Beyond easing fear and satisfying the need for information or social comparison, mere affiliation with others is not usually a satisfactory form of interaction. Most people form specific attractions for other individuals, rather than being satisfied with belonging to a group. These attractions usually develop into friendship, love, and other forms of intimacy. Interpersonal attraction, the experience of preferring to interact with specific others, is influenced by several factors. An important situational or circumstantial factor in attraction is propinquity. Propinquity refers to the proximity or nearness of other persons. Research by Festinger and his colleagues has confirmed that people are more likely to form friendships with those who live nearby, especially if they have frequent accidental contact with them.
Further research by social psychologist Robert Zajonc indicated that propinquity increases attraction because it increases familiarity. Zajonc found that research subjects expressed greater liking for a variety of stimuli merely because they had been exposed to those stimuli more frequently than to others. The more familiar a person is, the more predictable that person seems to be. People are reassured by predictability and feel more strongly attracted to those who are familiar and reliable in this regard.
Another important factor in attraction and friendship is physical attractiveness. According to the physical attractiveness stereotype, most people believe that physically attractive people are also good and valuable in other ways. For example, physically attractive people are often assumed to be intelligent, competent, and socially successful. Attraction to physically attractive persons is somewhat modified by the fear of being rejected. Consequently, most people use a matching principle in choosing friends and partners: They select others who match their own levels of physical attractiveness and other qualities.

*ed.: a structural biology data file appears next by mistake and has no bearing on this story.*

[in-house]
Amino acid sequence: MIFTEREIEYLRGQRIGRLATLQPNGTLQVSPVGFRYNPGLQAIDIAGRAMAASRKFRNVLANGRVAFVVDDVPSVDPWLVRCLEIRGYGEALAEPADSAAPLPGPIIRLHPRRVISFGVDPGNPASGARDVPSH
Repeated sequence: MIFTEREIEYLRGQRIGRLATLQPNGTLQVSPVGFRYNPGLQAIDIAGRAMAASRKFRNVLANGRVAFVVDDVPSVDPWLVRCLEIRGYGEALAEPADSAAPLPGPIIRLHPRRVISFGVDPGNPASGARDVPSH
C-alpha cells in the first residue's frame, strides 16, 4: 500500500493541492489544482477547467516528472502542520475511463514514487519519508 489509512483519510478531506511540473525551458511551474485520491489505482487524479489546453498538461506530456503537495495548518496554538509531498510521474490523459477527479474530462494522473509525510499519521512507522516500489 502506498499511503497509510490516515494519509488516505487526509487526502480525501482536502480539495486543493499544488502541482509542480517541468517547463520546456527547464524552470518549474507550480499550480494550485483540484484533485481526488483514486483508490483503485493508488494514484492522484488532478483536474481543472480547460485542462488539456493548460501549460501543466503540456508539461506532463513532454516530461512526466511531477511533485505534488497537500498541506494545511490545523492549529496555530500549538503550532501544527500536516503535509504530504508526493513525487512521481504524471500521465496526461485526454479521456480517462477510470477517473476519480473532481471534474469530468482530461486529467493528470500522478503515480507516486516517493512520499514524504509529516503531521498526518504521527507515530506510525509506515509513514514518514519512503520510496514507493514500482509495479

Matching implies the importance of similarity. Similarity of attitudes, values, and background is a powerful influence on interpersonal attraction. People are more likely to become friends if they have common interests, goals, and pastimes. Similar values and commitments are helpful in establishing trust between two people. Over time, they choose to spend more time together, and this strengthens their relationship.
Another factor in interpersonal attraction is complementarity, defined as the possession of qualities that complete or fulfill another's needs and abilities. Research has failed to confirm that "opposites attract," as attraction appears to grow stronger with similarities, not differences, between two people. There is some evidence, however, that people with complementary traits and needs will form stronger relationships. For example, a person who enjoys talking will have a compatible relationship with a friend or partner who enjoys listening. Their needs are different but not opposite—they complete each other.
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